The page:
Marine archaeology as a hobby

Finnish sea areas offer endless exploration for divers engaged in marine archaeology. In the Baltic Sea, the wrecks of wooden ships survive for up to hundreds of years even after the ship sank. Recreational divers are active throughout Finland, especially in coastal areas. Both wrecks and diving enthusiasts can also be found in the inland waters of our country.

Sanna Paukku

The author is a member of the Finnish Marine Archaeological Society and the diving society H2O.

Diving clubs offer marine archaeological activities

Many diving clubs operating in Finland offer their members a framework for safely pursuing their hobby in good company. Several clubs have sub-branches which are focused on marine archaeology, which is open to all club members interested in this hobby.

Many amateur clubs provide information and pictures of their research projects to the Finnish Heritage Agency, as well as to other channels, such as the Finnish shipwreck information site, i.e. Thus, their material can also be used by other enthusiasts in this hobby.

Happy diver on the surface.

Wrecks as a research subject

In many diving clubs, the activities of marine archaeology enthusiasts are largely focused on annual field work-camps. One or more wrecks are often selected as research subjects. They can be found through archival research or by employing a side-scan sonar at sea.

Often, the location information of a research object which is selected based on its archival data is uncertain and finding the object first requires exploratory dives.

During the camp, sites are surveyed using non-invasive methods and information is gathered by observing, measuring, drawing, and by taking photos. Exploratory research on wrecks requires a research permit from the Finnish Heritage Agency and an archaeologist as research director. After the camp, a report is prepared on the site based on all the information collected.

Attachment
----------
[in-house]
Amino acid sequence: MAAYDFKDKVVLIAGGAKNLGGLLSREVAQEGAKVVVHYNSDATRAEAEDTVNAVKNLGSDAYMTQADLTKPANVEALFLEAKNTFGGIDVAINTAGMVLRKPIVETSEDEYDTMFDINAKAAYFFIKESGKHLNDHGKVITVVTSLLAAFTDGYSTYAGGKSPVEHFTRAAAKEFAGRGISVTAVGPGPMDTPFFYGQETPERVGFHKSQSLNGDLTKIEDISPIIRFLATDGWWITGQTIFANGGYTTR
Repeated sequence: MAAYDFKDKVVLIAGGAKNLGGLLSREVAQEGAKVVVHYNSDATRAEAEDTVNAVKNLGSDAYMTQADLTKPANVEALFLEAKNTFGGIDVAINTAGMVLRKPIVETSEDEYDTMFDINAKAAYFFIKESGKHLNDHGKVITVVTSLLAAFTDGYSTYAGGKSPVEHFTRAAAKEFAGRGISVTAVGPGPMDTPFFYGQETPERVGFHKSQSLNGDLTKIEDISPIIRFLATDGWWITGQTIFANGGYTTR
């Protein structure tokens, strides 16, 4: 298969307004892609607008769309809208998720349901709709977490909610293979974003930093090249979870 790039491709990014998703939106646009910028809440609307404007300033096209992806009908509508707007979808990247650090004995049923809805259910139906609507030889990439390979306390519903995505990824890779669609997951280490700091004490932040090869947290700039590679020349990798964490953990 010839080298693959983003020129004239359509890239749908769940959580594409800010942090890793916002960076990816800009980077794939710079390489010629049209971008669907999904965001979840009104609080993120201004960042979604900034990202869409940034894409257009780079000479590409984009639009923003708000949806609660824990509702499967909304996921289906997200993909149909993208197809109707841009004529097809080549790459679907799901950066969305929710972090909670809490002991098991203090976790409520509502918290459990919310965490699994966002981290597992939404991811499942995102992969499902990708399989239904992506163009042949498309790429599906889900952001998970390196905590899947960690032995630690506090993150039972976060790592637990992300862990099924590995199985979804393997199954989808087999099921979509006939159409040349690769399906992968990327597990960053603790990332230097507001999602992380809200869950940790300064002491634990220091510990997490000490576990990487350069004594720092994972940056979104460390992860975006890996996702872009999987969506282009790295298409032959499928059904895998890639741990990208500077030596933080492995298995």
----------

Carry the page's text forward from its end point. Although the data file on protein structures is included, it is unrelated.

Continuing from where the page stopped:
Marine archaeology enthusiasts are also often involved in research on underwater sites organised by the Finnish Heritage Agency or other such maritime operators.

Enthusiasts have been involved in marine archaeological activities since its inception in the 1950s and with their extensive diving experience, they are often a great help in the occasionally demanding conditions. Many new wrecks have been discovered and continue to be found by marine archaeology amateurs. The Finnish Heritage Agency must always be notified of a new discovery.

Members of the Kotka Divers Club in the Ruotsinsalmi Strait, south of Kotka City.

Versatile expertise is valued

While many marine archaeology enthusiasts are divers, these pursuits also require knowledge and talents above the surface. In club activities, everyone participates in projects according to their own interests and expertise.

For example, areas of expertise may include, boating skills, the skills to employ side-scan sonar or underwater video and photography, IT skills for working with three-dimensional models of wrecks, as well as language skills to help interpret old documents or general historical knowledge.

Most amateurs are interested in gathering information about subsurface objects by diving, while others are passionate about underwater photography.

Some enthusiasts are interested in archival research, which can be used to find information on shipwrecks that have occurred in certain sea areas. Such information may be used to identify wrecks found on the seabed or to find a completely new and interesting project from the archives.

Although marine archaeology can also be practised alone, it is more rewarding and fun within a like-minded group. Together with experts from different fields, it is possible to take on larger projects and produce a wide range of information about them for both enthusiasts and authorities alike.

It should also be noted that mapping the seafloor is subject to a permit.

Learn more about the activities of the The Finnish Marine Archaeological Society.